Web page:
@ArtByTheCreator

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Willie Lynch

A poem by Jon Richards

Living in this big old house larger than ever.
Bought some slaves at the auction. Work hard? They better.

Cuz I got this lever: Willie’s bull whip.
I’ll tie him to the tree. I’ll beat that nigga.
Best call me Masa. Best call me sir.
I shipped y’all from Africa.
Use the Bible as part of my plan
and teach them that they’re the Son of Ham.
Ham had a son who was forced to be a slave.
and work for his brothers for the rest of his days.
You my slave you don’t like it?
A white man’s heaven is a black man’s Hell.
I’ll brainwash them well
by changing the scripture.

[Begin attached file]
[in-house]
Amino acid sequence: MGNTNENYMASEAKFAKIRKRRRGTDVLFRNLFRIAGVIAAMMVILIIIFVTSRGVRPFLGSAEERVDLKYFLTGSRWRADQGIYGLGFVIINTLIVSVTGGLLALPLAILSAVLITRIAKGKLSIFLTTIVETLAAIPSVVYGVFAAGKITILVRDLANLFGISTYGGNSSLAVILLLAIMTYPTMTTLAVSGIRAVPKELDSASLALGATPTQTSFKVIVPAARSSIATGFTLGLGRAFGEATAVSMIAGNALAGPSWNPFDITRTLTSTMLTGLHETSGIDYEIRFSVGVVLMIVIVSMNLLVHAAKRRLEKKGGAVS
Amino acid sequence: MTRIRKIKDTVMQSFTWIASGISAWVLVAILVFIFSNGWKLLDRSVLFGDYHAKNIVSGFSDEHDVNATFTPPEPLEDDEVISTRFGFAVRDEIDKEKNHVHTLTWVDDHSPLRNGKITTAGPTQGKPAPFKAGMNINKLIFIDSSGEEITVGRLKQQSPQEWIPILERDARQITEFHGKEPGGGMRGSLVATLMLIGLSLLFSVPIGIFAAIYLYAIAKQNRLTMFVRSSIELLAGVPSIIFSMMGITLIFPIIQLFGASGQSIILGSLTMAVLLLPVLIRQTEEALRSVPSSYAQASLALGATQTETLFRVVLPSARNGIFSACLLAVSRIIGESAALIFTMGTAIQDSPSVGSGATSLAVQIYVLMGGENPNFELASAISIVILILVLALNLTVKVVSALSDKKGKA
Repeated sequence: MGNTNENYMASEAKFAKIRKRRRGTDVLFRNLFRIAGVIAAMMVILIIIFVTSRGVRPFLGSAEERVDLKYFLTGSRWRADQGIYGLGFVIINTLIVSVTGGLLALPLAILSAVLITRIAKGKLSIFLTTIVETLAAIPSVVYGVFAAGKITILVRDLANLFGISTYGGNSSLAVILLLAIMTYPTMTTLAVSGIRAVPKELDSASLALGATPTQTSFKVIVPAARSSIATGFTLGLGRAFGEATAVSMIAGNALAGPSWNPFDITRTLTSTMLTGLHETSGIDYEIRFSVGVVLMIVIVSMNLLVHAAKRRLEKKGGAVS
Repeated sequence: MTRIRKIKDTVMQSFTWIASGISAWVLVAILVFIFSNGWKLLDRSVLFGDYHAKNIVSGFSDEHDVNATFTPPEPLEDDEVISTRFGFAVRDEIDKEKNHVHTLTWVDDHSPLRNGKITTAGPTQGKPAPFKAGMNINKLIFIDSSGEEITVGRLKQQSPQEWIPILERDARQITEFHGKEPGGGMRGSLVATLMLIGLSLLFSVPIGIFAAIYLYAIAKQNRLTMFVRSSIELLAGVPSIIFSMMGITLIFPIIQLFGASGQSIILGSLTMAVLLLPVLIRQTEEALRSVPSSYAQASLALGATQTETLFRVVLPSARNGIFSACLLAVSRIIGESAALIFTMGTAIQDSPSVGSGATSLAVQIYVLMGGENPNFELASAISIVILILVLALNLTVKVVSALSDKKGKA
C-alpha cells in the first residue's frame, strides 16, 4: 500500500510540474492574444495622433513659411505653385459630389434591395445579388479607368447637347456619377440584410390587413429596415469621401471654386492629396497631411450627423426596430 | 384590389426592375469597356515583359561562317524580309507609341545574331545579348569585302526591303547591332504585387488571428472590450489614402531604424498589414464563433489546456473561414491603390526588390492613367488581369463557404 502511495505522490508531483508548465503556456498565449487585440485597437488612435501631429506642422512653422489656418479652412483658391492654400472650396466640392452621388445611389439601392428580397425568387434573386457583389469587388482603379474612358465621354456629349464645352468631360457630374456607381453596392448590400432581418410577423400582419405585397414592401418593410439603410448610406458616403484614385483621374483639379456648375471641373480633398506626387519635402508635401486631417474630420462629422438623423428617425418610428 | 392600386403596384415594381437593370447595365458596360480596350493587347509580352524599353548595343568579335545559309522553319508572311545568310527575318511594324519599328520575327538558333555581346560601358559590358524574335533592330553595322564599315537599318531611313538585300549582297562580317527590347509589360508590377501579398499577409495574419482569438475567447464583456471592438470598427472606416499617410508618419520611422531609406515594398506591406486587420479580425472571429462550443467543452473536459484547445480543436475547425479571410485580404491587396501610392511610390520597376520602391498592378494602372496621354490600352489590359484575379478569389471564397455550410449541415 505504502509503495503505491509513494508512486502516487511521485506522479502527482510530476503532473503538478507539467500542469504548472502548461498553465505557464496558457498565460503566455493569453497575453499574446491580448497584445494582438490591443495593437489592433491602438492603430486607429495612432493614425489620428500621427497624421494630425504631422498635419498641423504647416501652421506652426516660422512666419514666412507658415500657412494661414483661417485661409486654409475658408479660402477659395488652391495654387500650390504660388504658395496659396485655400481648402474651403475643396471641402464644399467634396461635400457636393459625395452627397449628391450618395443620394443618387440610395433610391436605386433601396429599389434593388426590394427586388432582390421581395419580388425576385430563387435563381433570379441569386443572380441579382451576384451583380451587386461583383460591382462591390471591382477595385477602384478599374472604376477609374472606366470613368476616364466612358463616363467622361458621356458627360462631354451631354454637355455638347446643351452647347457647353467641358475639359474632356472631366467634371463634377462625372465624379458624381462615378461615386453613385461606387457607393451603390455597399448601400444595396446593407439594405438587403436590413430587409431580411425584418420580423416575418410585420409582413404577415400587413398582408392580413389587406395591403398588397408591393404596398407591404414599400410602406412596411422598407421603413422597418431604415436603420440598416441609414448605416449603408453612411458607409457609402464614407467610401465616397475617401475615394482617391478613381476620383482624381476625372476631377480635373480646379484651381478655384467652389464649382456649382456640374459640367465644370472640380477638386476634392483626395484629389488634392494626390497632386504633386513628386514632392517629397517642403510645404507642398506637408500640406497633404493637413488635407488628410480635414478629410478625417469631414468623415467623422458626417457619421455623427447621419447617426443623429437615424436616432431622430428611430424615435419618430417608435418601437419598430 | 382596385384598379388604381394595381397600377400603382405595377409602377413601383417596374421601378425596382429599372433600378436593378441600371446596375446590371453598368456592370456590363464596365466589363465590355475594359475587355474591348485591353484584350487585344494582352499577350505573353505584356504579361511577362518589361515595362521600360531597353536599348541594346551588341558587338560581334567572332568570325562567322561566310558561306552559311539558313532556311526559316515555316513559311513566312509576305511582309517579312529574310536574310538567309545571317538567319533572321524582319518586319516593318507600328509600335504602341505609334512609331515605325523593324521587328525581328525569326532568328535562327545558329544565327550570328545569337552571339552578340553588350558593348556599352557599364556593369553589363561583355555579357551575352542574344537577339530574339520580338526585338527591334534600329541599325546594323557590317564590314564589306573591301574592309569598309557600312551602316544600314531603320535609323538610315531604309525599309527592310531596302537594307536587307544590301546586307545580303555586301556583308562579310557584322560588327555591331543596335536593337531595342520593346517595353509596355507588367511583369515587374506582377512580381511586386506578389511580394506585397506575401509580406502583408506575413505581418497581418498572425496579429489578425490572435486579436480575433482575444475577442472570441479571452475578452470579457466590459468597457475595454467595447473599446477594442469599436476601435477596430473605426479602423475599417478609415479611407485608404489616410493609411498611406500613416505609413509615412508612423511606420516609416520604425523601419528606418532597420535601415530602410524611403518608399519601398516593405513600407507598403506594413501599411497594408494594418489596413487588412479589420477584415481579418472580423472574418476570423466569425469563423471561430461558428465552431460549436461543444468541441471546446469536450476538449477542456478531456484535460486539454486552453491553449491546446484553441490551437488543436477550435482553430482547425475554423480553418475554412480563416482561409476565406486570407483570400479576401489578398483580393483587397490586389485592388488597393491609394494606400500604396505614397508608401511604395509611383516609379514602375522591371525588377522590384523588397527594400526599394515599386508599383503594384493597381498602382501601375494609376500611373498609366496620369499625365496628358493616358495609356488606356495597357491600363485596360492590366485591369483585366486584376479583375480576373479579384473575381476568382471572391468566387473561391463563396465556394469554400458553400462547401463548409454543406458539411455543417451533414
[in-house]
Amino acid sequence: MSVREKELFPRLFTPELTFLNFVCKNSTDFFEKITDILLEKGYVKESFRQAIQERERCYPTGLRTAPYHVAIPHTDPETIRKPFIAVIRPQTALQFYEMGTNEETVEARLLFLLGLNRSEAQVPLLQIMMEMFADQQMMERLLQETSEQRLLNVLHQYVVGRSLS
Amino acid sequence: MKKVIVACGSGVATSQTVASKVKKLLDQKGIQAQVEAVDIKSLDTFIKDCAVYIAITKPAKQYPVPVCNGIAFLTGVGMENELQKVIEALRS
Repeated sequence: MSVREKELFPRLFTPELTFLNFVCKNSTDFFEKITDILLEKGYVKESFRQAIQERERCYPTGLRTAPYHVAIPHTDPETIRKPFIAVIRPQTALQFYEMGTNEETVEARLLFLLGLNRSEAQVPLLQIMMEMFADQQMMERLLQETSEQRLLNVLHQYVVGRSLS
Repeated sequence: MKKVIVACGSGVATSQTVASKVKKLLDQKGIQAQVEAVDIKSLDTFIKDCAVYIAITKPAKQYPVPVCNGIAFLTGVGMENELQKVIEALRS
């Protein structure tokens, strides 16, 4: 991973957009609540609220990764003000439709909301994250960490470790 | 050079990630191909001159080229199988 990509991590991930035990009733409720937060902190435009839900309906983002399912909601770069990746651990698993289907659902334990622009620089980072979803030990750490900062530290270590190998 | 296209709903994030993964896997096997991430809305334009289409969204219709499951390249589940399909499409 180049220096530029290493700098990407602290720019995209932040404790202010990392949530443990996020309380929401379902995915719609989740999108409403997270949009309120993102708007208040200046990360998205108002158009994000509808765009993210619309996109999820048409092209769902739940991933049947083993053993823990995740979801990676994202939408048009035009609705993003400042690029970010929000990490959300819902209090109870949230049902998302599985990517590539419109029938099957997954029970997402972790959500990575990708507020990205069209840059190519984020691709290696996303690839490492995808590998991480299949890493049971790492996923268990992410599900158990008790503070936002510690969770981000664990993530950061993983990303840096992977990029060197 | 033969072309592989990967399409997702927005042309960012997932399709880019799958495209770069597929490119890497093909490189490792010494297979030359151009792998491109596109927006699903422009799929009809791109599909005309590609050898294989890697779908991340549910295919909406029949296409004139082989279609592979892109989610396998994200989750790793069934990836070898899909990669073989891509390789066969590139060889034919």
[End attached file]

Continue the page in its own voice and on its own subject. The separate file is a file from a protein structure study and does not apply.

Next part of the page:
Send them to church and have them praise my picture.
Cuz I’m a put up a picture of myself as the savior.
So looking up to me is just a part of the nature.

take away their history.
take away their past.
take away their culture.
read a book in class made so much sense
called “Making of a slave” by Willie Lynch.
But will I lynch? You damn right, sonny.
I’ll even kill children in front of their mommy.
Cuz I’ll make the mother want her to protect her seed.
Remind her strange fruit don’t fall far from the tree.
In that fear will live future generations.

Slave mentality will soon become a part of their personality.
so they’ll keep suppressing each other till I’m gone.
and I’ll carry on till the end of days

so I can sit back and watch slaves make slaves, make slaves,

MAKE SLAVES.
Jon Richards

Published in Genre: Urban Arts Second Edition

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Invincible